TVA's decades-long history of nuclear plant planning debacles, horrendous cost overruns and stunning delays in bringing plant construction to completion has accustomed the agency's ratepayers to mutely accepting just about any new setback related to the nuclear program. Every time a new mind-boggling revelation arises, ratepayers' armor of imperturbability just seems to get thicker. The latest TVA inspector general's report on the delays and cost overruns at TVA's Watts Bar Unit 2 reactor should at last provoke ratepayers' ire.
The reactor was originally expected to be completed by October of this year at a cost of $2.5 billion. Yet on April 5, barely two months ago, the agency publicly admitted that the work schedule had doubled -- to late 2015 -- and that the cost had doubled, as well.
Both the announcement, and the lateness of it so close to the anticipated completion date, were shocking. If the schedule had fallen so deeply off the tracks, and if the cost had risen so phenomenally, why was the announcement so late coming? Delays and cost overruns of this scope surely had a genesis that should have been perceived a long time ago. What had the construction managers been doing, or hiding, so long?
TVA's inspector general's report doesn't come close to a definitive answer to those riveting questions. But it provides a synopsis of a record of denial, deceit and inattention by various levels of management that begs the question of whether TVA's word on any nuclear issue can be trusted going forward.
In a front-page story last Thursday, this paper's reporter, Pam Sohn, outlined the report made public two days earlier by Inspector General Richard W. Moore. It's worth a look back to see the high points of the mismanagement of the Unit 2 reactor work, which began with construction timeline problems in January 2008 and snowballed from there.
Managers from TVA and its Bechtel contractor, the report said, regularly "ignored data and opinions of the oversight team and others" from the get-go. In regular construction team meetings that Moore's inspectors attended, notable issues were miscast as "recoverable or normal construction problems" which could be reversed. Itemized project schedules were aligned with assumptions that showed the work progress on schedule, while "pertinent information critical to the project's performance was not provided to the Office of the Inspector when requested."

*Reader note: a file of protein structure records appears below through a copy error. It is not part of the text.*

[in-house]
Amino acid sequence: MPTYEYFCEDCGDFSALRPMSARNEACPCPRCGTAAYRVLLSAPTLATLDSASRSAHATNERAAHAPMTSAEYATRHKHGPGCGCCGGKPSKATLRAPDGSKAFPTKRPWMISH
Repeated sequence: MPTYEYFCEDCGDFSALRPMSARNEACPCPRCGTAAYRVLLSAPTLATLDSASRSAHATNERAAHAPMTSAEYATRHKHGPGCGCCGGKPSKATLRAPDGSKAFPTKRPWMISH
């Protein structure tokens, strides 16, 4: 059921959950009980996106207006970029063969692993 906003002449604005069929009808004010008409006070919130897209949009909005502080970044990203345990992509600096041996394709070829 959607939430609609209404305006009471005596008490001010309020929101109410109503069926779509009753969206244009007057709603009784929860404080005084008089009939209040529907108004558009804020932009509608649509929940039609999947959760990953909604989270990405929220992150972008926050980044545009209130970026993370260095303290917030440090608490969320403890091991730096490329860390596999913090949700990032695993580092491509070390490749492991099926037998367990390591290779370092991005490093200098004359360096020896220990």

"Certain warning signs were not adequately addressed," nor were assessments that documented problems. "It's not clear how high up in the organization problems were being communicated," the report states.
The nature of the report, to be sure, raises questions about competent oversight at every level, including the Inspector General's office, whose apparent goal was to ensure that work schedules and timelines met expectations, and TVA's upper management over the nuclear division.
The inspector general's office had learned by 2010 that broader problems suggested a serious setbacks to cost estimates and completion of construction, and TVA's management had learned enough by then to reorganize management of the project. Regardless, the public was kept in the dark about the doubling of cost and construction time until just two months ago. That does nothing to build confidence in TVA's oversight and management at any level, from the Inspector General, to CEO Tom Kilgore's office, to the TVA board.
Kilgore has now acknowledged the failures in the reactor project, but he maintains that the reactor still makes economic sense, and that over the long term, the doubling of the cost will not increase electric rates. We're waiting to hear precisely how another $2 billion-plus in cost overruns can be absorbed without proportionally raising the cost of power to pay for the mismanagement. TVA may still be able to borrow more money, but it will have to pay it back.